Do you recognize this Petaluma woman’s voice?
Jennifer March has been able to live multiple lives thanks to her job. One day she’s a character falling in love and the next she could be living the life of someone who runs on adrenaline in a thriller. March is able to do all of this through countless hours of work, lending her voice to theatrical performances, on the radio and as an audiobook narrator.
And one of the perks of character shape-shifting and voice work is that she’s able to work from her recording booth at her home in Petaluma. The booth is an upgrade from the soundproof closet she once used.
“It was hard because there's a window there and I didn't have a door. The chickens would start squawking or the neighbors are blowing leaves, or I don't know ... if stuff happens, I could hear it,” she said.
March has lived in many cities in California but has been a Sonoma County resident for 25 years. She has always been interested in storytelling more than anything, theater was a dream she lost touch with until 2006, when her friend Karen took her to a workshop in San Francisco where participants go through exercises where they are living the life of their dreams.
During this time, March had a busy life and was raising a family.
“At that time in my life, I was fully occupied with raising my two boys, pretty much on my own. My youngest, Tommy, was diagnosed with autism a few years before and I was buried in all that that entails,” she said. “I was ... just lost in mothering a special needs child and not doing much for myself.”
She credits her friend Karen for helping her "unbury" herself. The workshop helped March reconnect with her love of theater and acting and made her realize she wanted to pursue Readers Theatre.
Readers Theatre was founded by William Adams in London in the 1970s. It was brought to the United States around that time and March first learned about it in 1977. Readers Theatre is a combination of oral interpretation and conventional theater where performances are stories, plays, poems, novels, essays, reports, articles and letters interpreted on stage.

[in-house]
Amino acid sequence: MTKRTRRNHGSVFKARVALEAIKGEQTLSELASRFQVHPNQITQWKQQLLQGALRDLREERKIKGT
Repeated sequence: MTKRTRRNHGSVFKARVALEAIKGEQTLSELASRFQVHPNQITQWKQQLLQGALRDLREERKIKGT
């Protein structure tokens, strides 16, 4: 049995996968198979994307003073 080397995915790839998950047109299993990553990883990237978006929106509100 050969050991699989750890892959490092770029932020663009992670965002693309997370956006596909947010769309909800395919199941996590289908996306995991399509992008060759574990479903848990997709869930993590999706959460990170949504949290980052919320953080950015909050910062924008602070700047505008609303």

Essentially it means performing scripts as you read them.
“You just need people to read, it's not hard. You don't have a stage, you don't have costumes, but you can do this thing with literature and bring it alive,” she said. “I always loved it. So, then I went home (from the workshop), and I decided I'm going to start a Readers Theatre group.”
March first discovered her love of performing in high school when she took an oral interpretation class and did some exercises reading literature out loud for the class. This led to her joining her high school speech club. She acted in school plays and went on to study theater at San Francisco State University. After she graduated, acting became more of a hobby.
Taking to the Petaluma stage
She put her plan into action and helped start Petaluma Readers Theatre, a group of readers, writers, actors and directors with a passion for bringing literature to the stage.
“We like having our way with words, letting words have their way with us, and sharing the fun, dramatic results with you,” the theater’s website reads.
Since 2009, March and the Petaluma Readers Theatre group would meet and pick a theme they wanted to base a performance around. For example, if they settled on the theme of “childhood,” the group would source books, literature, plays and anything with words to help illustrate the theme in a performance. Sometimes they would solicit stories and poems from local authors to include in the show, too. It was a great way to promote local works by local creatives by giving their pieces exposure.
The group’s past productions have included, "Take Me Out to the Ballgame“ where the members performed “Casey at the Bat: A Ballad of the Republic, Sung in the Year 1888,” a poem by Ernest Thayer and Abbott and Costello’s “Who's on First?” “Beats of the Heart” had the team combine personal stories with Shakespeare’s sonnets. “Rebel Voices” took a political turn when the Reader’s Theatre performed excerpts from Howard Zinn's “People's History of the United States: 1942-Present.” The show was produced by Rob Urbinati.
The group’s next performance is set for mid-August when it’ll dive into "Our Town" by Thornton Wilder. The story takes place in 1901 and 1913 in the fictional American town of Grover's Corners where the characters learn the lesson of embracing and appreciating the value of life itself.
March was also involved with the Petaluma Shakespeare Co. where she played small parts in the plays.
To this day, she enjoys watching others perform.